How to Read a Technical Drawing

Hunker may earn compensation through affiliate links in this story.

Things You'll Need

  • Drawn design

  • Magnifying glass

  • Large, flat surface

  • Good light

  • Guide to symbols

With a little bit of information, anyone can make some sense of a technical drawing.

Technical drawings are used to visualize just about anything that is manufactured, built or assembled. From idea to drawing to factory, mill or construction firm, a technical drawing describes shape, dimensions, materials, construction and overall look of the object being created. With a few tips and some insight about terms and meaning, anyone can visualize the final product from looking at a technical drawing.

Understanding Projections and Views

Step 1

Start by looking at the Title Block on each drawing. Located in the lower right of the drawing, the Title Block contains the architect or designer's name, the drawing number, project name, part number or building address and the scale of the drawing. This will help you understand what you're looking at.

Step 2

Drawings generally include the front, side and top of the object being designed. These are labeled "front view," "top view" and "side view." These drawings are drawn in either parallel or perspective projections.

Step 3

Parallel projections include orthographic drawings: flat, multi-view drawings of the subject. These consist of a front view with the top of the object drawn on the paper below the front view and a drawing of the side view placed to the side.

Step 4

The drawing of the front of the object shows dimensions of width and height. The drawing of the top shows width and depth, and the side shows height and width.

Step 5

Perspective projections are drawings in which an object is drawn using one-, two- or three-point perspective. These drawings present the subject as a three-dimensional object.

Step 6

Section views show the hidden features of an object so that a craftsman or builder can completely understand how the piece is shaped inside and out.

Step 7

Exploded views show the pieces that make up a given object outside of the object. Connector lines indicate where the pieces go and how the unit is assembled.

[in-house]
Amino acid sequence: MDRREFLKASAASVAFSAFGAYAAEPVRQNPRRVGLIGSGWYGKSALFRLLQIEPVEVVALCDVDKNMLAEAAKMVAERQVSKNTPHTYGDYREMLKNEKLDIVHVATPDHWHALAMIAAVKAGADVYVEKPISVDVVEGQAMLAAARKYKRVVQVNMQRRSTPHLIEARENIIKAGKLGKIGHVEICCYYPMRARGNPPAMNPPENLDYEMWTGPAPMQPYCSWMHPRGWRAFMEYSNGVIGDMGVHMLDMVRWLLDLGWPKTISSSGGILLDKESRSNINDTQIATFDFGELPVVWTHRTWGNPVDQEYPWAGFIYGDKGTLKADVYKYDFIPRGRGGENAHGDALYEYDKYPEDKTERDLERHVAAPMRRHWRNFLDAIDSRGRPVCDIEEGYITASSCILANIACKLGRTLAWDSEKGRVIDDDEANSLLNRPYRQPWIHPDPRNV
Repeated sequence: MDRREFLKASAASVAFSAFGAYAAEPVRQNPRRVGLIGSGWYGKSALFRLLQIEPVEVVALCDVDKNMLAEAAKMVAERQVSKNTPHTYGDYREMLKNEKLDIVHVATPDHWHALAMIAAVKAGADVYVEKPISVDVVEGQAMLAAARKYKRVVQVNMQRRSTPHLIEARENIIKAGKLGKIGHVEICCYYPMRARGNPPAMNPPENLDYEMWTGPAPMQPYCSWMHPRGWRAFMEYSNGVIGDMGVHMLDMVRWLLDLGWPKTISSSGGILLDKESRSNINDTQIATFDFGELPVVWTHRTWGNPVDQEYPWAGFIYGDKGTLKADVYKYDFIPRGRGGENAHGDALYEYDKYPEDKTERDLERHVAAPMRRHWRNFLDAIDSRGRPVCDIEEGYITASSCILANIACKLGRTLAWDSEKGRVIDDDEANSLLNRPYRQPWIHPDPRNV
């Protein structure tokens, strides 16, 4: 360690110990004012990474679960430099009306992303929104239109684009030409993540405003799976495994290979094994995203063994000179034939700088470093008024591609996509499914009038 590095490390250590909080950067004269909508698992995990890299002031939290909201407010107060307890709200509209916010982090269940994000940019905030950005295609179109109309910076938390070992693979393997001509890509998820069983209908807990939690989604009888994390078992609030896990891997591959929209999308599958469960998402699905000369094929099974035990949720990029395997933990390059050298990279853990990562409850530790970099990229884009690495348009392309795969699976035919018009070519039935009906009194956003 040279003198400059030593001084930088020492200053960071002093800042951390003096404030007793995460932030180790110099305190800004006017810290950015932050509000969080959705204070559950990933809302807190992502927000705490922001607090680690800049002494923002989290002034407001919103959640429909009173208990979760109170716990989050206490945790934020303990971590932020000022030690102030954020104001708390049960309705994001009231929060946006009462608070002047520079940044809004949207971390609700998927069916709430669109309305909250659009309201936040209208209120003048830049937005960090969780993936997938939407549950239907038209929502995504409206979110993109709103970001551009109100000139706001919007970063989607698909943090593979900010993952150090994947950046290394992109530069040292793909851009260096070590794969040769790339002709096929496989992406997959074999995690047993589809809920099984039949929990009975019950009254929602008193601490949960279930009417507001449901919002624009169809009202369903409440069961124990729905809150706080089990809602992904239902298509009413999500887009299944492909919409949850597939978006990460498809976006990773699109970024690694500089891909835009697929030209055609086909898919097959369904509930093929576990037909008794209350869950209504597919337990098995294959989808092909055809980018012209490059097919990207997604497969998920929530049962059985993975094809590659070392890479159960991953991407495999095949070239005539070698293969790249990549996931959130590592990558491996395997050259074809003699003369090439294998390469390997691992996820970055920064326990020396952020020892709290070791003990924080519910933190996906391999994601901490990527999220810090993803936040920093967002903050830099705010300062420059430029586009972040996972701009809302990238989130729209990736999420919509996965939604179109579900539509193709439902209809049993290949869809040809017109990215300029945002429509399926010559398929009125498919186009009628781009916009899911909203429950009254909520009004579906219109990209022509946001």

Projection and Dimension Lines

Step 1

Projection and dimension lines are drawn in or around the outline of the subject and are used to indicate measurements and instructions.

Step 2

A projection line is drawn in alignment with edges of the subject or with a section such as the edges of a window or chimney. These are used to indicate the width of the indicated section.

Step 3

A dimension line is drawn from one projection line to another with arrowheads touching each projection line. Measurements are notated on dimension lines to describe what size materials should be.

Reading Symbols

Step 1

Symbols for chairs, televisions and plants are included in designs for a lobby.

Architectural symbols are used for doors and the way they open, windows, stairs, appliances, fixtures and furniture. These symbols are generally notated.

Step 2

Other types of symbols used in architecture, landscaping and manufacturing denote the types of materials being used in the construction of a unit, part or section (i.e., marble, brick, wood, plastic, steel) and are notated.

Step 3

Electrical outlets, cables and wiring, along with duct work, are also included in a plan. Oftentimes a separate drawing (such as detailed electrical drawings) can be on lighter paper that is overlaid on the main drawing. Some notation might be included in other views of the subject.

references & resources

Areya Walker

Areya Walker has been writing marketing, sales and educational material for more than 20 years. She has worked in the education, technology, food and beverage, body products, faith-based health care and home renovation sectors. She holds an M.A. in communications from Northwestern University.